- With a time-restricted diet, you eat within an 8- or 12-hour window which can increase your metabolism and help you lose weight.
- Your unique biological clock — or, chronotype — determines when you naturally sleep and eat.
- Time-restricted diets are more effective when you choose a time window that works with your chronotype.
There are plenty of popular diets like the keto diet and paleo diet, and while they have their merits, I personally follow time-restricted eating. But I don’t just limit the hours I eat: For optimal health and sleep, I do it by following my personal chronotype.
Today I’ll share my tips for following a time-restricted diet whether you’re looking to lose weight, gain energy, or just feel good — and how to do it by following your unique chronotype.
What is time-restricted eating?
Many people confuse time-restricted eating with intermittent fasting, but they are different in two important ways.
First, time-restricted eating requires you to eat according to your circadian rhythm. The idea is that an 8-to-12-hour window gives your digestive system time to rest.
Second, time-restricted eating doesn’t seek to restrict calories the same way intermittent fasting does.
Does time-restricted eating really have health benefits?
You don’t need me to tell you how popular time-restricted eating and intermittent fasting is; it’s hard to go on a health website or log onto social media without at least a mention.
From Hugh Jackman to Jennifer Aniston, celebrities especially claim health benefits. Claims include weight loss, clearer skin, more energy during the day, and less bloating.
Previous studies haven’t backed clearer skin as a health benefit, but have found other benefits, including weight loss and improvements in blood pressure, cholesterol, and blood sugar levels.
But now a 2020 study tells us something more intriguing: How you time your eating window may matter most.
Why does timing matter for time-restricted eating?
Timing is everything — and that may just be the case for getting the most health benefits out of any form of intermittent fasting.
This year, researchers at the University of Alabama studied a sample of obese men diagnosed with prediabetes. The men either ate within an 8-hour period or a 12-hour period. Over 5 weeks, the group that followed the 8-hour window boasted lower blood pressure and insulin levels. They even reported a greater reduction in appetite.
The takeaway? Timing matters when it comes to eating, and may improve metabolism, and even impact how you feel while you’re on a diet.
Why does your chronotype matter for time-restricted eating?
While following a restricted window of eating may be helpful, though, you’ll get the most benefits (including weight loss) by following your chronotype.
The reason no one diet fits all is because we all have unique biological clocks. Your body is essentially programmed to sleep and eat at different times of the day. This internal clock in combination with your chronotype, tells you how to structure your day, from exercise to sleep, and, eating.
If you take on intermittent fasting but are picking a window that goes against your chronotype, not only are you less likely to stick to it, but you also may feel more sluggish and less motivated to exercise. Exercise, of course, is important for maintaining weight loss and healthy blood pressure and sugar levels.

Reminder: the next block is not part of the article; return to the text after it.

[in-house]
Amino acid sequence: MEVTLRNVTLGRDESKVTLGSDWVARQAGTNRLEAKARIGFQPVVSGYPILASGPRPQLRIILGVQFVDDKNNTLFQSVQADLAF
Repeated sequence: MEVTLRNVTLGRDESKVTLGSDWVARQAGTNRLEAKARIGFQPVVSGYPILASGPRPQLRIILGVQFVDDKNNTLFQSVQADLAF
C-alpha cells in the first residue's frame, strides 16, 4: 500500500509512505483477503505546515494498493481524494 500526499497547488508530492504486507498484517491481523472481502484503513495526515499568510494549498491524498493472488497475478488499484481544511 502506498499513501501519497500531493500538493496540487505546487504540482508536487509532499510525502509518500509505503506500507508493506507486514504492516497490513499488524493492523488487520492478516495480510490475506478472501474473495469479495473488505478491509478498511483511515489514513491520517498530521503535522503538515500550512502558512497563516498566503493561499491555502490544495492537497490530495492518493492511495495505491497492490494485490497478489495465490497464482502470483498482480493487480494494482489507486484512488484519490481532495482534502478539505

That applies, even if you’re following the more optimal 8-hour eating window.
How to start time-restricted dieting using your chronotype
A quick disclaimer: Intermittent fasting isn’t for everyone, especially for pregnant women and anyone with a history of eating disorders.
If you do want to give a time-restricted diet a try, here’s how you can pair that 8-hour eating window with your natural chronotype to optimize weight loss, productivity, and energy.
If You’re a Dolphin...
Your cortisol levels are lower than others in the mornings, while your body temperature goes down more slowly at night. Begin your day with exercise at 6:30 or 7 a.m.; your eating window for a time-restricted schedule should end by 7 p.m. Your first meal should be a protein-rich breakfast/brunch, with another meal midday, and you should avoid naps. Your dinner should be richer in carbohydrates. Make sure to finish the day without electronics an hour before bed (or use blue light blocking glasses).
If You’re a Lion...
Lions are naturally early risers, with energy peaking in the morning and declining as the day continues. Start with a high protein but low carbohydrate first meal and include a small morning snack of about 25 percent protein and 75 percent carbohydrates. Opt for a balanced lunch, early evening exercise, and finish your day by 6 p.m. with a dinner of equal parts protein, carbs, and healthy fats. A carb-heavy meal like pasta might make you crash.
If You’re a Bear...
Bears, who love socializing and tend to be less consistent with exercise and food, need to be consistent with time-restricted eating. Begin the day with exercise to get cortisol flowing, preferably outside. Your first meal should be high in protein and low in carbohydrates, and your second meal should be half the size. Include a small snack that’s 25 percent protein and 75 percent carbs and finish your eating window by 8 p.m. Take an afternoon nap if you feel you need one.
If You’re a Wolf...
Your first meal should be high in protein, and you should aim to get some sunlight before you reach for coffee. Avoid morning snacks and seek a balanced second meal. A before-dinner snack of 25 percent protein and 75 percent carbs can help you power through an early evening workout. Aim to finish eating by 8 or 9 p.m., with slow-digesting carbohydrates to help you sleep.
I hope this helps and as always: Sleep well!
Dr. Michael Breus
Ph. D, D, ABSM